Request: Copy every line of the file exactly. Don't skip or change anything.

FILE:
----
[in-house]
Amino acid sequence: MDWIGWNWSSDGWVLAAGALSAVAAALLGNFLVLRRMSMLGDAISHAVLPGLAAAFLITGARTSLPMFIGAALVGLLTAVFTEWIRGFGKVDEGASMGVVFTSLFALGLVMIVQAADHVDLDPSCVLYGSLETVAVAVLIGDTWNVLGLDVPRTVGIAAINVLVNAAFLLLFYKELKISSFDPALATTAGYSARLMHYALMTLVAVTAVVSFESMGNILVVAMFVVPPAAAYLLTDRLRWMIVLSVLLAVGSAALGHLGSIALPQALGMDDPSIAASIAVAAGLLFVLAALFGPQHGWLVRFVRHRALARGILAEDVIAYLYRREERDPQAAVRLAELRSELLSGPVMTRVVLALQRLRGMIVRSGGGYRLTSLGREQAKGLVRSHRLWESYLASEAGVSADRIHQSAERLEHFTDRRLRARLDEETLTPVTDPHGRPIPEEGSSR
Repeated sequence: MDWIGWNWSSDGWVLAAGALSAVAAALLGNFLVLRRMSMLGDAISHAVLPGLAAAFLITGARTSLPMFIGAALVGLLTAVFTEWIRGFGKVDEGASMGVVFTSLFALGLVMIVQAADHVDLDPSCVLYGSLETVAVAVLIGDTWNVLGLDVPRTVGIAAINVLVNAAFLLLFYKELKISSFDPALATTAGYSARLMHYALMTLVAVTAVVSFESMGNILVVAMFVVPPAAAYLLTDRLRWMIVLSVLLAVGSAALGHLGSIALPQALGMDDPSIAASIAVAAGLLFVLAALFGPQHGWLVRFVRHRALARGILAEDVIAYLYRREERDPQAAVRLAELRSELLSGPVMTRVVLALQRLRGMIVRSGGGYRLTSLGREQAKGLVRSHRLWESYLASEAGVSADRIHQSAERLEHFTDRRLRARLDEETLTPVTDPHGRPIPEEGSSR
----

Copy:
[in-house]
Amino acid sequence: MDWIGWNWSSDGWVLAAGALSAVAAALLGNFLVLRRMSMLGDAISHAVLPGLAAAFLITGARTSLPMFIGAALVGLLTAVFTEWIRGFGKVDEGASMGVVFTSLFALGLVMIVQAADHVDLDPSCVLYGSLETVAVAVLIGDTWNVLGLDVPRTVGIAAINVLVNAAFLLLFYKELKISSFDPALATTAGYSARLMHYALMTLVAVTAVVSFESMGNILVVAMFVVPPAAAYLLTDRLRWMIVLSVLLAVGSAALGHLGSIALPQALGMDDPSIAASIAVAAGLLFVLAALFGPQHGWLVRFVRHRALARGILAEDVIAYLYRREERDPQAAVRLAELRSELLSGPVMTRVVLALQRLRGMIVRSGGGYRLTSLGREQAKGLVRSHRLWESYLASEAGVSADRIHQSAERLEHFTDRRLRARLDEETLTPVTDPHGRPIPEEGSSR
Repeated sequence: MDWIGWNWSSDGWVLAAGALSAVAAALLGNFLVLRRMSMLGDAISHAVLPGLAAAFLITGARTSLPMFIGAALVGLLTAVFTEWIRGFGKVDEGASMGVVFTSLFALGLVMIVQAADHVDLDPSCVLYGSLETVAVAVLIGDTWNVLGLDVPRTVGIAAINVLVNAAFLLLFYKELKISSFDPALATTAGYSARLMHYALMTLVAVTAVVSFESMGNILVVAMFVVPPAAAYLLTDRLRWMIVLSVLLAVGSAALGHLGSIALPQALGMDDPSIAASIAVAAGLLFVLAALFGPQHGWLVRFVRHRALARGILAEDVIAYLYRREERDPQAAVRLAELRSELLSGPVMTRVVLALQRLRGMIVRSGGGYRLTSLGREQAKGLVRSHRLWESYLASEAGVSADRIHQSAERLEHFTDRRLRARLDEETLTPVTDPHGRPIPEEGSSR